New Liquid Crystal Metals Offer Electric Zoom

Researchers at Cornell’s School of Applied and Engineering Physics and Samsung’s Advanced Institute of Technology have created a one-of-a-kind metallic lens, a metamaterial lens, which can be focused using tension instead of mechanically move its components.

The proof of concept opens the door to a range of compact varifocal lenses for possible use in many imaging applications such as satellites, telescopes and microscopes, which traditionally focus light using curved lenses that s ‘adjust using mechanical parts. In some applications, moving traditional glass or plastic lenses to vary the focal length is simply not practical due to space, weight or size considerations.

Conceptual rendering of an electrically adjustable ultrathin metal developed by engineers at Cornell and Samsung.

Metalenses are flat arrays of nanoantennas or resonators, less than a micron thick, which act as focusing devices. But until now, once a metal was made, its focal length was difficult to change, according to Melissa Bosch, a doctoral student and first author of an article detailing research in the American Chemical Society’s journal Nano Letters.

The innovation, developed as part of the collaboration between researchers at Samsung and Cornell, was to fuse a metalene with well-established liquid crystal technology to tailor the local phase response of the metalens. This allowed researchers to vary the focus of metals in a controlled manner by varying the voltage applied across the device.

“This combination worked as we hoped and expected,” said Bosch, who works in the lab of Gennady Shvets, professor of applied physics and engineering and lead author of the article. “The result was an electrically adjustable ultra-thin lens capable of continuous zoom and a total focal length shift of up to 20%.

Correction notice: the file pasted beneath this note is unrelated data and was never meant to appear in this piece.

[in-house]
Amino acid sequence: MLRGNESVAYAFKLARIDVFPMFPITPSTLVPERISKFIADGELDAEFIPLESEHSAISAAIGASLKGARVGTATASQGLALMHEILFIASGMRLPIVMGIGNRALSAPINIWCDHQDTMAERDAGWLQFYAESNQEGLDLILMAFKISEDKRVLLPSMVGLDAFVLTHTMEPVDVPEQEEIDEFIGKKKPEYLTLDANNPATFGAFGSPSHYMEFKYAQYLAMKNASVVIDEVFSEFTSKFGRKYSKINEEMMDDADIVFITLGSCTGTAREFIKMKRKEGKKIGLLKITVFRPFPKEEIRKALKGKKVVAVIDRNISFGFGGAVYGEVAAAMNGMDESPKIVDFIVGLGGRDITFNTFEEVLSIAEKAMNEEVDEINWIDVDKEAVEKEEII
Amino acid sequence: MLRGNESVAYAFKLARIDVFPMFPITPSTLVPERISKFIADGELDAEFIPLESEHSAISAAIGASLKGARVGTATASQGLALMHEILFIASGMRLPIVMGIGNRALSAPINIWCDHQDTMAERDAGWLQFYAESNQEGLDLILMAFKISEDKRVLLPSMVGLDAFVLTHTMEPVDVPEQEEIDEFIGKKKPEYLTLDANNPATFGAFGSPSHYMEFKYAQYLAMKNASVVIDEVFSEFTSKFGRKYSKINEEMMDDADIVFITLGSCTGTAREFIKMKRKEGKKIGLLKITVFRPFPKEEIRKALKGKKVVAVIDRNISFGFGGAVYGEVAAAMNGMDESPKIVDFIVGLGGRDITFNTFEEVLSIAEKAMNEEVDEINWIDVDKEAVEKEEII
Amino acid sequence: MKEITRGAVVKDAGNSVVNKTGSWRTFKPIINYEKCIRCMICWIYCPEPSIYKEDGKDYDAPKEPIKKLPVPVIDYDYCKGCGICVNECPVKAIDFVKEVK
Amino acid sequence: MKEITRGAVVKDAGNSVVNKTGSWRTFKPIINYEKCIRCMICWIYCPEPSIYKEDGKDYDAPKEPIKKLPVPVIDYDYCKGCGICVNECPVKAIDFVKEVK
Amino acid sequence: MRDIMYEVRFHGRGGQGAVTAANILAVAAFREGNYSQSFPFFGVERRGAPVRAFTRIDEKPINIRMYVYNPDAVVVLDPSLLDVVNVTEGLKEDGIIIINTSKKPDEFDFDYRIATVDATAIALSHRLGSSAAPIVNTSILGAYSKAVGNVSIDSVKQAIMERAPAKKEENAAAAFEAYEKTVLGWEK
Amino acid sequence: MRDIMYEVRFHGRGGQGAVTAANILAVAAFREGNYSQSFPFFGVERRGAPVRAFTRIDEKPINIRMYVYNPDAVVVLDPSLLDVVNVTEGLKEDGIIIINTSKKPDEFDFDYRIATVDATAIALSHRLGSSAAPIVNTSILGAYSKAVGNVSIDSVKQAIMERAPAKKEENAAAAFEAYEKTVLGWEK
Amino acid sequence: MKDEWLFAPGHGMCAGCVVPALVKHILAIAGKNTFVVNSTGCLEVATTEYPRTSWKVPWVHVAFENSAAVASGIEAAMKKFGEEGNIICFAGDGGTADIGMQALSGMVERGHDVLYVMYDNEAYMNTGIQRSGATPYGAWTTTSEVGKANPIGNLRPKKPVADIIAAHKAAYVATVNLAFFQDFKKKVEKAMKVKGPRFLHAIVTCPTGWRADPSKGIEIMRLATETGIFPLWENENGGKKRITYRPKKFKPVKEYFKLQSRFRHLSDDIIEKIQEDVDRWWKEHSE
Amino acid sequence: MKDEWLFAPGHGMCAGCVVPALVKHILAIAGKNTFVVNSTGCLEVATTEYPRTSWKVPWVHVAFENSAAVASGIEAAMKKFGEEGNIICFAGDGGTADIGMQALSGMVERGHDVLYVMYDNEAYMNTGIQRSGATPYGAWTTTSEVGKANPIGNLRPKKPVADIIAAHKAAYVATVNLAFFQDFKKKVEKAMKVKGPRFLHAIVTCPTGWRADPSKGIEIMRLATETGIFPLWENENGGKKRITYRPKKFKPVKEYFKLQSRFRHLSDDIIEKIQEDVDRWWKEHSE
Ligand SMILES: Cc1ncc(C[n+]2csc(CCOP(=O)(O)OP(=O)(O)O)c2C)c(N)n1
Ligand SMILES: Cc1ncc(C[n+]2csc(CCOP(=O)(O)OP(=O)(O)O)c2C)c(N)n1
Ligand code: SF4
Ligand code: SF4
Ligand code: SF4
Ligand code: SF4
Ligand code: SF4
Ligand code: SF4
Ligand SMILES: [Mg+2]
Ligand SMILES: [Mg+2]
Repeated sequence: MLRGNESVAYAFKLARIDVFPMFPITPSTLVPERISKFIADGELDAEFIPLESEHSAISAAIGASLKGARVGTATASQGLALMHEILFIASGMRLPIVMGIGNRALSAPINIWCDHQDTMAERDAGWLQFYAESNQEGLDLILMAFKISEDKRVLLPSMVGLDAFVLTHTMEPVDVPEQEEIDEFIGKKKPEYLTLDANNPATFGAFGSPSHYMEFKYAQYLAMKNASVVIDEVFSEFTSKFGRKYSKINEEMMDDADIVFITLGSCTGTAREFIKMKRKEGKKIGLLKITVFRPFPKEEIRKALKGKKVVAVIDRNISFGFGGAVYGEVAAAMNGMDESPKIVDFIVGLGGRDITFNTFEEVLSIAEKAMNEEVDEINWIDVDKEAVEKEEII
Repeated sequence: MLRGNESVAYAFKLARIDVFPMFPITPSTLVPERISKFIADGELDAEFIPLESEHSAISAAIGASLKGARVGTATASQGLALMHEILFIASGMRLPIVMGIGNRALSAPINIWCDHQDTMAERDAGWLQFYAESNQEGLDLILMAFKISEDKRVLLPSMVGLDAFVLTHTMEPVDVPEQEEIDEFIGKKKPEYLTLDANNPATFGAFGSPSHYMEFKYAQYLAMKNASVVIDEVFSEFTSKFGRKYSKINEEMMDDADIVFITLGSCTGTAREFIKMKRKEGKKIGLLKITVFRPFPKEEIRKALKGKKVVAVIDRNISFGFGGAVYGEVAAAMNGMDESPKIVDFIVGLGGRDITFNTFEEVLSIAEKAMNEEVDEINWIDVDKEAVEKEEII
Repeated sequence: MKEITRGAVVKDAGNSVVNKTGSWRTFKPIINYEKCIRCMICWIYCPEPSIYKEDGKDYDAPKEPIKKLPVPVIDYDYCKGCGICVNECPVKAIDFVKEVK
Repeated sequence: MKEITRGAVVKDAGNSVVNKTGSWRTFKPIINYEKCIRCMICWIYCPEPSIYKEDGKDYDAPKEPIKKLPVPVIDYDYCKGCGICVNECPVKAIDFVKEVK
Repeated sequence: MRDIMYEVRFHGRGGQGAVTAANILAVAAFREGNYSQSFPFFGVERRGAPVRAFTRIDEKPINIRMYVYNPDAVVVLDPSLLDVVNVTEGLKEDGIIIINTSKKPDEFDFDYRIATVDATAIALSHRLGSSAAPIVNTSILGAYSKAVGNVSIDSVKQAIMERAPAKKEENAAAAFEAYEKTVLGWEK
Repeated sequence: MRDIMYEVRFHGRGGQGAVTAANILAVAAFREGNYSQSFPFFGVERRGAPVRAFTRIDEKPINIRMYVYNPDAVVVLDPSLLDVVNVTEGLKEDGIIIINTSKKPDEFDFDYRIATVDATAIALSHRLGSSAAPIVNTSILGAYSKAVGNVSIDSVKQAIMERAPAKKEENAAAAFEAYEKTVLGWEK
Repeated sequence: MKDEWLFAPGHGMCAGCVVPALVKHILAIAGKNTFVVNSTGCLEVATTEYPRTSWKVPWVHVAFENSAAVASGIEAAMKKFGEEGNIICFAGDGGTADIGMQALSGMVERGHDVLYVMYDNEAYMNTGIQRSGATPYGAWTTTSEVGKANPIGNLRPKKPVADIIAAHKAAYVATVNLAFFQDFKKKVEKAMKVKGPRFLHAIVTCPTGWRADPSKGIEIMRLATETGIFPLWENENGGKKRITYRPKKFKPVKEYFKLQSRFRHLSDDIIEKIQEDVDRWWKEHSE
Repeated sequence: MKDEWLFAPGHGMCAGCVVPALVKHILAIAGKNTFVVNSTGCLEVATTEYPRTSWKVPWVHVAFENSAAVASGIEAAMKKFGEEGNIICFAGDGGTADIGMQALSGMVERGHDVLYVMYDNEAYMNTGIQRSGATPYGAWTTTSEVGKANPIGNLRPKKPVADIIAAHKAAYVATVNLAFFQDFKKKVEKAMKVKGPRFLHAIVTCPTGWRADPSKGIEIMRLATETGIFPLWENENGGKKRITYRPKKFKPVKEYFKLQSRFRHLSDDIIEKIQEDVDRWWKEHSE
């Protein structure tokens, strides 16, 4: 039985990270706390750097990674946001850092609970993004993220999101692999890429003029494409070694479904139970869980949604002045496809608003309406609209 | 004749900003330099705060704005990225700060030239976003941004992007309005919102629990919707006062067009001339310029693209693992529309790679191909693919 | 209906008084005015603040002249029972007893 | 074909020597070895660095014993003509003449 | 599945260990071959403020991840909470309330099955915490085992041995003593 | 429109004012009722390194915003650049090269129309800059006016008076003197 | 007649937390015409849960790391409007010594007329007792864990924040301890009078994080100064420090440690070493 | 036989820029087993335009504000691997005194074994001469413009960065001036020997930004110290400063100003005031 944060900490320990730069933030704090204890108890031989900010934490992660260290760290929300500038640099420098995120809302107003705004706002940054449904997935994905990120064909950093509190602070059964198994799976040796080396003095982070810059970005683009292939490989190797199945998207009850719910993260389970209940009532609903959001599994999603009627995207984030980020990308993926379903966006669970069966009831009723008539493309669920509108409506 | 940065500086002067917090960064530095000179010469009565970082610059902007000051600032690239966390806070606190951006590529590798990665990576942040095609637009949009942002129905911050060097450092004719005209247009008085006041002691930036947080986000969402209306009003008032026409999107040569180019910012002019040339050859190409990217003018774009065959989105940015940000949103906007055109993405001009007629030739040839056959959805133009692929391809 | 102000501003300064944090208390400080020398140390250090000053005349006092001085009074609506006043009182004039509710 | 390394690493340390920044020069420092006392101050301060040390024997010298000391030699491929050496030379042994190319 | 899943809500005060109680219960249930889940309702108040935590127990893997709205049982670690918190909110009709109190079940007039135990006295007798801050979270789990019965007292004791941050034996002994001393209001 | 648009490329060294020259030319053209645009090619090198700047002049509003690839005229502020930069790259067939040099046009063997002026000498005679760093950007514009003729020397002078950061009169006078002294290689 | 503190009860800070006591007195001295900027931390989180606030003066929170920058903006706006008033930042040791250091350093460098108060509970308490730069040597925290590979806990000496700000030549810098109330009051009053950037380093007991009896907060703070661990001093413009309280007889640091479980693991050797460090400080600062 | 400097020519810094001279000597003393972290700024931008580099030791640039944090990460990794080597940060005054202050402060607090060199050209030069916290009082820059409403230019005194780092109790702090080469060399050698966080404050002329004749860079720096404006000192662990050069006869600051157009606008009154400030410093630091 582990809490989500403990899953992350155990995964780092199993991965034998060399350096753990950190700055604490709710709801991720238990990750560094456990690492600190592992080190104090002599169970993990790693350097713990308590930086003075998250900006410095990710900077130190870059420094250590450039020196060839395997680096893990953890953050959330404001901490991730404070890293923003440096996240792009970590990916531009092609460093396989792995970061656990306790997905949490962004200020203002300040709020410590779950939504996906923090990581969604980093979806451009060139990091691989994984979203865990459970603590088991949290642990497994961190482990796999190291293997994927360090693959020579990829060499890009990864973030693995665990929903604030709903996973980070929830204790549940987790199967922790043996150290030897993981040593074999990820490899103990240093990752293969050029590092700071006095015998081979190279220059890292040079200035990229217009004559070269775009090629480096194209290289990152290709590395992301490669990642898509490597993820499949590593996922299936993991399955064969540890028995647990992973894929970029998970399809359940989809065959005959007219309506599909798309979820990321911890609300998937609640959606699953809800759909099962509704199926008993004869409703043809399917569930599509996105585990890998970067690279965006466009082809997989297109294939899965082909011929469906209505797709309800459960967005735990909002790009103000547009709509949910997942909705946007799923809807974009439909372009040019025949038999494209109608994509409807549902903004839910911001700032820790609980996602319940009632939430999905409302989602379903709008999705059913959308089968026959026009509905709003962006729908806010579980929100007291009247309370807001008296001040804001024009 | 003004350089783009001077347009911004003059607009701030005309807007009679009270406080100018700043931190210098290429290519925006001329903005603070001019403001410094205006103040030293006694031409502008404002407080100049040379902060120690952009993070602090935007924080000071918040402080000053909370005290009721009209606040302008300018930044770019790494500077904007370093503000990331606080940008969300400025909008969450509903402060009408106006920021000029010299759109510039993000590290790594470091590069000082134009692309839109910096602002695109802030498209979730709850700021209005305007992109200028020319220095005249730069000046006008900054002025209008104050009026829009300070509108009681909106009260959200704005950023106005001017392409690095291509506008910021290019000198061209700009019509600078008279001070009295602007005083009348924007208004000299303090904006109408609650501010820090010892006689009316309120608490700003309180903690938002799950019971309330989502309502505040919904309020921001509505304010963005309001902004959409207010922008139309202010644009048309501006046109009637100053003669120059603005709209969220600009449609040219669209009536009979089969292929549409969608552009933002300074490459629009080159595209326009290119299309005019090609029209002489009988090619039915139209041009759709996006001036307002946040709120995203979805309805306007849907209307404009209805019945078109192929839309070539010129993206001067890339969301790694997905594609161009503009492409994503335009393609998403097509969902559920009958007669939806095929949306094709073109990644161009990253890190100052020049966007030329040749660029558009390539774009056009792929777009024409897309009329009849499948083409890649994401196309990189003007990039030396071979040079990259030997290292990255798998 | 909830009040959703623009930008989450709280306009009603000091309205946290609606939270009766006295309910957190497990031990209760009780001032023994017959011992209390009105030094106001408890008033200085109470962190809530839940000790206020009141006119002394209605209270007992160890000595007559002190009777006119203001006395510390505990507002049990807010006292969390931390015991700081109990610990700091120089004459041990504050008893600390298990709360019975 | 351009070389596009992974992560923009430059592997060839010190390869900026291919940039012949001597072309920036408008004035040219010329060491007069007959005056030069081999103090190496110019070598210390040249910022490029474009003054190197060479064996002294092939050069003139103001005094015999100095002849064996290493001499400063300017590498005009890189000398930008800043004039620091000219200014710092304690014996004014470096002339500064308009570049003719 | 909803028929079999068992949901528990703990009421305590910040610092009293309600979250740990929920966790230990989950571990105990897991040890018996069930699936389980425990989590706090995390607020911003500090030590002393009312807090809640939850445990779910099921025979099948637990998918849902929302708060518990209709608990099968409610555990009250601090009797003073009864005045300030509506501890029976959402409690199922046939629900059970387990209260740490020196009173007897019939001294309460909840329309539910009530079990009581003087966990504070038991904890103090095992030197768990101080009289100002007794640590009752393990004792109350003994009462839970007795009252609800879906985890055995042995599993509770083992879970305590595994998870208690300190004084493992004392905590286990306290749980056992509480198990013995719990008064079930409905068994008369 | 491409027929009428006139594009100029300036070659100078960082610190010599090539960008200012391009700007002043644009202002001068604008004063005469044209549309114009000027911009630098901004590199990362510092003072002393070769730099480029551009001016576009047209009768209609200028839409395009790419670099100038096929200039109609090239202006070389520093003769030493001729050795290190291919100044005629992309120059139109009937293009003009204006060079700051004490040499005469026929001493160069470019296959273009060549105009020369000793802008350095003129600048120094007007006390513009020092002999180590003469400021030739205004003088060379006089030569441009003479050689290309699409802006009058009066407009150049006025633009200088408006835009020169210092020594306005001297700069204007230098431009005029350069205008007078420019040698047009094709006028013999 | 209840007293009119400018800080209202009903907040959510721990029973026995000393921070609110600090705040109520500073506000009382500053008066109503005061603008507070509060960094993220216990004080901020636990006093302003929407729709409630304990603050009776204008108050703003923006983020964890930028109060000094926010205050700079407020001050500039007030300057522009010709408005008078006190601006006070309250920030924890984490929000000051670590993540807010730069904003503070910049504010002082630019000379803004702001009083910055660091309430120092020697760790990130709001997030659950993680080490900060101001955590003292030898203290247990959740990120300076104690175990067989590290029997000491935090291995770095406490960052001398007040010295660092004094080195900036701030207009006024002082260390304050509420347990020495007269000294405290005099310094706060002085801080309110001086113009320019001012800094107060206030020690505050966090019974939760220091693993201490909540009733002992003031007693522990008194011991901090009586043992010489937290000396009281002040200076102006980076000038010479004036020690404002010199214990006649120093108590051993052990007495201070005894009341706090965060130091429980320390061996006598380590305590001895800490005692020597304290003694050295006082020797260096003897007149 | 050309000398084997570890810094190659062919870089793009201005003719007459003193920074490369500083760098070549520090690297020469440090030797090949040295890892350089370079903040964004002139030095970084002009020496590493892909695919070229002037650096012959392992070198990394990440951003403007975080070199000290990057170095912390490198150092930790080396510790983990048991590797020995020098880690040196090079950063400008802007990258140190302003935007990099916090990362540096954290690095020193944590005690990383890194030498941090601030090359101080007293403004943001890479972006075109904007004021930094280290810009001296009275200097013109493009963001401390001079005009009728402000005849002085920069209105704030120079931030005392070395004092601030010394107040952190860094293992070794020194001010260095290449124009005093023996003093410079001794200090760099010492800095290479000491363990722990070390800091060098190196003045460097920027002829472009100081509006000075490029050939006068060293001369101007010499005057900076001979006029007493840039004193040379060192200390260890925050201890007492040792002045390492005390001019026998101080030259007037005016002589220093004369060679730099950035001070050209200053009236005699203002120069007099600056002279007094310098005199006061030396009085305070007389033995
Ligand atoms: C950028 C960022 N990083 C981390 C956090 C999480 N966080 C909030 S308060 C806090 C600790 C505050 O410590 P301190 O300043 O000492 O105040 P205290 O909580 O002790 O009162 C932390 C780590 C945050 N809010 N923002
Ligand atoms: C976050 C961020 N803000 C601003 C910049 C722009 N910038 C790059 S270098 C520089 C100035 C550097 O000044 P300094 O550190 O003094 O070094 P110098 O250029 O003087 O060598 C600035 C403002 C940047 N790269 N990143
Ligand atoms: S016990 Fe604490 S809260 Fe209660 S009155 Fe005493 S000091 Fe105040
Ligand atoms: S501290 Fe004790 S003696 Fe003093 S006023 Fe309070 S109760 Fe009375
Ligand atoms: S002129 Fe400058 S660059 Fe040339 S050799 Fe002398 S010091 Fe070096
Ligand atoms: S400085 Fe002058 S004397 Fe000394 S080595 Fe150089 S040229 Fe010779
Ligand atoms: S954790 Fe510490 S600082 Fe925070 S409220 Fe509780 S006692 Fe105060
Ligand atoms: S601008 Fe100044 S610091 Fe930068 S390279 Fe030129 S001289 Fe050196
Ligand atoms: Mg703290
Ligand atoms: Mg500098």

Samsung researchers hope to develop the technology for use in augmented reality glasses, according to Bosch. She sees many other possible applications such as replacing optical lenses on satellites, spacecraft, drones, night vision goggles, endoscopes and other applications where saving space and weight are of the utmost importance. priorities.

Maxim Shcherbakov, postdoctoral associate at the Shvets lab and corresponding author of the paper, said researchers have made progress in associating liquid crystals with nanostructures over the past decade, but no one has applied this idea to lentils. Now the group plans to continue the project and improve the capabilities of the prototype.

“For example,” said Shcherbakov, “this lens works on one wavelength, red, but it will be much more useful if it can work on the entire color spectrum – red, green, blue.”

The Cornell research group is currently developing a multi-wavelength varifocal version of the metalens using the existing platform as a starting point.

“The optimization procedure for other wavelengths is very similar to that for red. In some ways the most difficult step is already over, now it’s just a matter of building on the work already done, ”Bosch said.

This work was supported by the Global Research Outreach program of the Samsung Advanced Institute of Technology and, in part, by the Cornell Center for Materials Research with funding from the National Science Foundation and the US Office of Naval Research.

Chris Dawson is a writer for the College of Engineering.


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